in 1667, at a cost of $1,750,000. It covers a space of about 432 X 200 feet. This Cathedral is the largest in North America. Some of the paintings within are said to be the work of Murillo. The Emperor Iturbide is buried in one of the chapels. The Aztec temple, or teocalli, formerly occupied the site of the Cathedral. The famous Calendar-Stone leans against the wall of this building. It is twelve feet in diameter, three feet thick, and weighs twenty-five tons. The Sagrario has a beautifully carved façade. Just east of it is a monument erected to the memory of the distinguished engineer Enrico Martinez, which contains a gauge to register the level of Lake Texcoco in the pedestal.
2. The Palace, which is built on the site of that of Montezuma, is the largest building in Mexico, the front measuring 675 feet. It contains the Embassadors' Hall, or Sala de Embajadores, and Maximilian's Coach. The former is a room about 310x30 feet, with a throne at the southern end for the President and his Cabinet. It has, among other objects, full-length portraits by Segredo and other Mexican artists of the heroes of the War of Independence, such as Hidalgo, Morelos, Allende, and others; also portraits of Juarez, Diaz, and Washington, and a large painting of the great battle of Puebla, of May 5, 1862.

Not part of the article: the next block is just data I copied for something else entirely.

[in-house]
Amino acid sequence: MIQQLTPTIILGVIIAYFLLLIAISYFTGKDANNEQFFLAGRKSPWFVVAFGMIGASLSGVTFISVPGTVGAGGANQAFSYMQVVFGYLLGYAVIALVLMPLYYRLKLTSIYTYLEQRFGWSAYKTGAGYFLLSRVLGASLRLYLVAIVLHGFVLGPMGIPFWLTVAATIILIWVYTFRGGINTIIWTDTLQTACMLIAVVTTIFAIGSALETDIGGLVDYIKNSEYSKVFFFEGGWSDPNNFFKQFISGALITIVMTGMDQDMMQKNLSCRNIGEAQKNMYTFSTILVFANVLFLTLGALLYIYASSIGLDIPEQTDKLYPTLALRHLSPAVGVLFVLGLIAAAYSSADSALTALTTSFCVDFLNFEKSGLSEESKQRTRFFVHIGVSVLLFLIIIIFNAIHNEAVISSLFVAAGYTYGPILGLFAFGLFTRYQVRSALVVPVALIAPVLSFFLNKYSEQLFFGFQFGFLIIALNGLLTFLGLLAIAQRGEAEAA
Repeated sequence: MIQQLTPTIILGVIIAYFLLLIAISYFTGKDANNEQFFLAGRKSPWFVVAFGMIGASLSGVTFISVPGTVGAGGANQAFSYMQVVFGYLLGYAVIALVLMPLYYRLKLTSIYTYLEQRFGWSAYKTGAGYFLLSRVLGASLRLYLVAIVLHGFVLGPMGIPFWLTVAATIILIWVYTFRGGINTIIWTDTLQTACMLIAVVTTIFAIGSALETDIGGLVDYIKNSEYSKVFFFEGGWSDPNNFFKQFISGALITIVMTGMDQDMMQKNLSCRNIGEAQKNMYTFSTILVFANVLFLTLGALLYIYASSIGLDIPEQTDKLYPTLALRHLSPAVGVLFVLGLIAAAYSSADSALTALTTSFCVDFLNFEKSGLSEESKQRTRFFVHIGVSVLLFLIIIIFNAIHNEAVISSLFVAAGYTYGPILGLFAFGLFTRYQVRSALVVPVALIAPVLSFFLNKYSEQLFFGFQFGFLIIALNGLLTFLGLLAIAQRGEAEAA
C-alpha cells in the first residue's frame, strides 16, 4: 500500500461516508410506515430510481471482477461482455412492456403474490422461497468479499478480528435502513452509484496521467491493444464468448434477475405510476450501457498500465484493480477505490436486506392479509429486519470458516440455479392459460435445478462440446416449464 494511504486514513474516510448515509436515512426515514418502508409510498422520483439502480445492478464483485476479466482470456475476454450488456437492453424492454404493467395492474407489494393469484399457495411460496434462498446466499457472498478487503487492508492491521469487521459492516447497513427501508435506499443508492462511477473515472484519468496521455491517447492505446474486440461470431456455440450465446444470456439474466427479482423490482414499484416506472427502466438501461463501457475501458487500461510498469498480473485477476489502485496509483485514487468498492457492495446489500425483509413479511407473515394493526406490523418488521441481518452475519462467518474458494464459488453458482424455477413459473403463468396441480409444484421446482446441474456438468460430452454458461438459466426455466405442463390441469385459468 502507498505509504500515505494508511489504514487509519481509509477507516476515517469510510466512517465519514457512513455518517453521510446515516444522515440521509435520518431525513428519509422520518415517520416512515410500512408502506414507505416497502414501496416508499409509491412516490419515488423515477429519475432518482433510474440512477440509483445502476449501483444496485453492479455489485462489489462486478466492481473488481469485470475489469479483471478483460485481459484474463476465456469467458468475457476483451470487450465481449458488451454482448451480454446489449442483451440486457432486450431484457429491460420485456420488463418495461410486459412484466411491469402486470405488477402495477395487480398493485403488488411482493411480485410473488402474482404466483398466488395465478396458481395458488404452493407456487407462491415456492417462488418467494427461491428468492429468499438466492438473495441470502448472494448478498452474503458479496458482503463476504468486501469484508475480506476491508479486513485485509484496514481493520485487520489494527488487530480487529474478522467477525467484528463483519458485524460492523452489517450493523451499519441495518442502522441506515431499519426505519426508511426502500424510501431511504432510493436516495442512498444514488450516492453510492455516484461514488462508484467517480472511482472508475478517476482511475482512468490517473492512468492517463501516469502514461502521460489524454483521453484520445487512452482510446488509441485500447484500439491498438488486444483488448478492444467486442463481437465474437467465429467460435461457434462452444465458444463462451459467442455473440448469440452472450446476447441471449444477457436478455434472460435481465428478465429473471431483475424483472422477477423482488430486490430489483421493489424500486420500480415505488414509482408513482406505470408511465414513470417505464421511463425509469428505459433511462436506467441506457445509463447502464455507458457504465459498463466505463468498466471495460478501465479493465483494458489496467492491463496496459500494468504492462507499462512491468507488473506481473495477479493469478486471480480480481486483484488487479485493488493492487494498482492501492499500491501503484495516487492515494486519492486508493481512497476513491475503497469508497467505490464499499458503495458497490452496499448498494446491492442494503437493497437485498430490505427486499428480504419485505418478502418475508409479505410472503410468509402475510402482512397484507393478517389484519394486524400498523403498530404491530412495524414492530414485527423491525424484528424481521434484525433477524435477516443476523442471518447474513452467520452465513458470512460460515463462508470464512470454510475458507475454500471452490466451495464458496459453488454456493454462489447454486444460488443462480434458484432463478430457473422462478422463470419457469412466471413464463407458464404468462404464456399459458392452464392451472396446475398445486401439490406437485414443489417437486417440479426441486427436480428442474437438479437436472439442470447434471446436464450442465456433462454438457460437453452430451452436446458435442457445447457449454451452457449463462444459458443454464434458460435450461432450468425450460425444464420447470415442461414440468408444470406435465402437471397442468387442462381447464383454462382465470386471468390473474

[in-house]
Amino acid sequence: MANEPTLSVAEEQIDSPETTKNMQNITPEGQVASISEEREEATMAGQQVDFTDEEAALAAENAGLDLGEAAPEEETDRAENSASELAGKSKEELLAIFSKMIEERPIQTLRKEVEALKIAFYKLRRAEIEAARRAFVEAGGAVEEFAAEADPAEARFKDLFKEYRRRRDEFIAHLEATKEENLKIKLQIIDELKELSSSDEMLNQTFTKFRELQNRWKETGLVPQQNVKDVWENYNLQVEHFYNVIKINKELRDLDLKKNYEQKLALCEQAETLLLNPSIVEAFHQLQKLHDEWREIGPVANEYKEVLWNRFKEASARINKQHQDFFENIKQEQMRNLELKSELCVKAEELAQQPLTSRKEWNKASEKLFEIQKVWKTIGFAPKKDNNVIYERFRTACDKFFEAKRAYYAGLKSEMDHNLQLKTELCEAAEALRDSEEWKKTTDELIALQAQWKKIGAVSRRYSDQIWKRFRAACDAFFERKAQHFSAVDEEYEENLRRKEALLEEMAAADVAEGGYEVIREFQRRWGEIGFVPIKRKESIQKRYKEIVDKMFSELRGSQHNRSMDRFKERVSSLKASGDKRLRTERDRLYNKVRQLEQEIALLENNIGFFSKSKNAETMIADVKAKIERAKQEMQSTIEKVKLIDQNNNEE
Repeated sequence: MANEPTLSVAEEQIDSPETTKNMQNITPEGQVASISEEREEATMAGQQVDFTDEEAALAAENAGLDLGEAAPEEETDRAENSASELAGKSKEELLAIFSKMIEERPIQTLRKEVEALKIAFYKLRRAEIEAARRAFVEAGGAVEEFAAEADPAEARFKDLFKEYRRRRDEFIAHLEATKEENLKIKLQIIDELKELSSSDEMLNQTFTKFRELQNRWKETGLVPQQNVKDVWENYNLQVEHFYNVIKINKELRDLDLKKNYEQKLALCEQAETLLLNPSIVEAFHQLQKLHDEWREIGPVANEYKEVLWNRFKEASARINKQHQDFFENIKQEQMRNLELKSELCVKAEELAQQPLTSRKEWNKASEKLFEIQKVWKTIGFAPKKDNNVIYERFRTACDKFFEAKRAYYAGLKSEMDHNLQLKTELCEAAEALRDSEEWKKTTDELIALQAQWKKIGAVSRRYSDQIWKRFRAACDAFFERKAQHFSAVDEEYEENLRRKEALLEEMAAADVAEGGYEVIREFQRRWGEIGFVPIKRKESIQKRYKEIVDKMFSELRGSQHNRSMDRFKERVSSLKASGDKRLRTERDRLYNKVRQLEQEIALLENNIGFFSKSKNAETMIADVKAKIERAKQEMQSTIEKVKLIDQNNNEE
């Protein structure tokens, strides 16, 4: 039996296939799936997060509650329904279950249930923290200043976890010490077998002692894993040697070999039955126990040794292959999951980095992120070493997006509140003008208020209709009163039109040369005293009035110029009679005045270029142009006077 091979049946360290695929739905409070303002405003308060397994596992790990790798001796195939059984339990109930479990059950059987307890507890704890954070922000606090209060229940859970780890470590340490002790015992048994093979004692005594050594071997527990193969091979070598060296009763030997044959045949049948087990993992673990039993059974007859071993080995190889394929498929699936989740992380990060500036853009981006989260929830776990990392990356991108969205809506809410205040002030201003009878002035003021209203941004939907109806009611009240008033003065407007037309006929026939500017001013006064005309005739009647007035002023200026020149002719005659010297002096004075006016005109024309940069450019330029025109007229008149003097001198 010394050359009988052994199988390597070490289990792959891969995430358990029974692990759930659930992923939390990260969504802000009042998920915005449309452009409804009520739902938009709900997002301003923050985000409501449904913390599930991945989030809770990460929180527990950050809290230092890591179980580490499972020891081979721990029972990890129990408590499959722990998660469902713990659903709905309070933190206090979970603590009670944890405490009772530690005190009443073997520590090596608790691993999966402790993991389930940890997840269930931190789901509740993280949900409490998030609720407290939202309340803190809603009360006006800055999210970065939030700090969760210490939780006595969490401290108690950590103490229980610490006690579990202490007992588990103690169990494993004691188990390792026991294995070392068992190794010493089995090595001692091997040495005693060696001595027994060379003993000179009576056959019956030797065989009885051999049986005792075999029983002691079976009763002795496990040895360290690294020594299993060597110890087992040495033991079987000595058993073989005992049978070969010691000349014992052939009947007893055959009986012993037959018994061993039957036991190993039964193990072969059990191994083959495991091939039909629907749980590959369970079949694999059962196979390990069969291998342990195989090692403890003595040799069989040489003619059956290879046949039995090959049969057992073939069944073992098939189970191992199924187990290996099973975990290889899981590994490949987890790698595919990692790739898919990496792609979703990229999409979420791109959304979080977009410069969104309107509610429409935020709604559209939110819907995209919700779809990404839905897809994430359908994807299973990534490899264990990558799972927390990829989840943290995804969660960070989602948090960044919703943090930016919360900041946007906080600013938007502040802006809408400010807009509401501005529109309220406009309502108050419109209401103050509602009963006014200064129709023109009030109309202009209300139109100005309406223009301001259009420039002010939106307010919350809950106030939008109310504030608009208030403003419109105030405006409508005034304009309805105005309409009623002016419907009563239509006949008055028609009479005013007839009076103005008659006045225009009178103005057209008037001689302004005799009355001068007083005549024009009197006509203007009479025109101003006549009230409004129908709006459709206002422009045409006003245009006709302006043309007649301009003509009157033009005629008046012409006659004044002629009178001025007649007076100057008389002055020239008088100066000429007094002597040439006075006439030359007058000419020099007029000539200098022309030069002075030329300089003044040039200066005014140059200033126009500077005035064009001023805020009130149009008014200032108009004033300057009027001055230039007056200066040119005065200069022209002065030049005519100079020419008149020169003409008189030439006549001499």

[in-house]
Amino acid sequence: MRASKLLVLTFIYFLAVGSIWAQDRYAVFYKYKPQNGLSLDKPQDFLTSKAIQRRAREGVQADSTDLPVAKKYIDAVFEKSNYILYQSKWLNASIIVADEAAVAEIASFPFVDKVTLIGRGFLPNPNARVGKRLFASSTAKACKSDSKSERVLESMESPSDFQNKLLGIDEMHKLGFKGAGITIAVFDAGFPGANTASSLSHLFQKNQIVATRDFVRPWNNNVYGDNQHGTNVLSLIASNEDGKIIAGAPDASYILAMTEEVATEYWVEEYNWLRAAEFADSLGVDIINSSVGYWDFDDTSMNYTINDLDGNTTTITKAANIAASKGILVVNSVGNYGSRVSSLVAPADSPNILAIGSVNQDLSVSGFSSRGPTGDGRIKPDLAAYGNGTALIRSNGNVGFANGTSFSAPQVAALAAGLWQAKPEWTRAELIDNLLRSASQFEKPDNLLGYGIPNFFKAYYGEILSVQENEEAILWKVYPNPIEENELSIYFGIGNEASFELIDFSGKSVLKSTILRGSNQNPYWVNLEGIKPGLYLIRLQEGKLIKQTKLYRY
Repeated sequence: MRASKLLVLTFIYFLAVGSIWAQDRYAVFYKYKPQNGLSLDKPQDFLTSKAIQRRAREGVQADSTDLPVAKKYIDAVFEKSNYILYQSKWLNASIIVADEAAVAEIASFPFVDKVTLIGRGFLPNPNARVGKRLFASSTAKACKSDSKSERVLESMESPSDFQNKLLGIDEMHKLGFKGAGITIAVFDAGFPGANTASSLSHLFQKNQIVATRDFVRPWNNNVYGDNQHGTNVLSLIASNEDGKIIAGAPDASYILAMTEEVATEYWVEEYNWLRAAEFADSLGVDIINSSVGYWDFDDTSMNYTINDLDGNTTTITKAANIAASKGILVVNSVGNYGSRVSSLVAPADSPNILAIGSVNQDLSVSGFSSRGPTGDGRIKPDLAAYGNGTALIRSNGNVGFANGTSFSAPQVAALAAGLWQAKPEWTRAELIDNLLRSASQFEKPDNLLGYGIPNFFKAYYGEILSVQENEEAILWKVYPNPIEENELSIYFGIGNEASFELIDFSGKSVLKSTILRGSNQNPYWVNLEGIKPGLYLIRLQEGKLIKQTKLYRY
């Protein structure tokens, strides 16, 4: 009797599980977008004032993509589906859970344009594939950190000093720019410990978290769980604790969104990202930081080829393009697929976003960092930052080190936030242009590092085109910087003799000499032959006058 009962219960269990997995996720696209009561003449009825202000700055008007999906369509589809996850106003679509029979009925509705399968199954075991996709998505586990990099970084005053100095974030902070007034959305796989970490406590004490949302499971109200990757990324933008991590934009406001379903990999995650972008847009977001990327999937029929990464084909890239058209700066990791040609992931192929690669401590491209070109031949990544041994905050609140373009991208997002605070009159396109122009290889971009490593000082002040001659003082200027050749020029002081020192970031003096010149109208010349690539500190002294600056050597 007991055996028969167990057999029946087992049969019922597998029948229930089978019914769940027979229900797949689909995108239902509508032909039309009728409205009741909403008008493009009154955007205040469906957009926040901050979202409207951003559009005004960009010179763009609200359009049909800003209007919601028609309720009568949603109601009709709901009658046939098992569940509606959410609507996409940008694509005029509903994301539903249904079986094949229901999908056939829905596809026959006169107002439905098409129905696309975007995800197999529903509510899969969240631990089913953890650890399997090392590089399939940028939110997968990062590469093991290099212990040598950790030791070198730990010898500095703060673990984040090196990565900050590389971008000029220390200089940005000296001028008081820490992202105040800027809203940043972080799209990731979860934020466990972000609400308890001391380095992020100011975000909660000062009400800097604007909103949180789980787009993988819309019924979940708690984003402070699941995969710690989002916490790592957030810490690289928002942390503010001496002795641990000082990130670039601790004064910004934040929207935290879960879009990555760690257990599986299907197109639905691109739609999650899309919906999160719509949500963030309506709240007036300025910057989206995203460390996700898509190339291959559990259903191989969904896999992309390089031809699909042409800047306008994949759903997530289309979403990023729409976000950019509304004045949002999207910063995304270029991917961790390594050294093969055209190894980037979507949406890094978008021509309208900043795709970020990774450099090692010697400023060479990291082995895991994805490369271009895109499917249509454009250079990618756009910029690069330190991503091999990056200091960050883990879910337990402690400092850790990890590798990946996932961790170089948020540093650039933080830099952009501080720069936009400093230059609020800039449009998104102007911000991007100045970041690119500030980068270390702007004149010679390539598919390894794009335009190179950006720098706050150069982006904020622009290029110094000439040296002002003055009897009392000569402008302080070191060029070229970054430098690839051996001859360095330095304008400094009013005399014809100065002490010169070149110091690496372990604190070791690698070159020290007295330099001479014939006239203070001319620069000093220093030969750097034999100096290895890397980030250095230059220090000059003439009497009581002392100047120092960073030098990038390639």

Maximilian's Coach is in a room on the ground-floor, near the center of the Palace. The body of the vehicle is painted dark red. The wheels are gilded, and the interior is lined with white-silk brocade, with trimmings of heavy silver thread. There is no other coach of equal magnificence in the Western World. It surpasses in elegance the imperial carriages of Russia. Strangers should not fail to see it. The doors of the Embassadors' Hall and of the room containing the coach are always locked. The keys may be obtained at the office of the Governor of the Palace, which is near the middle door of the façade. (A fee of one real should be paid to the mozo who shows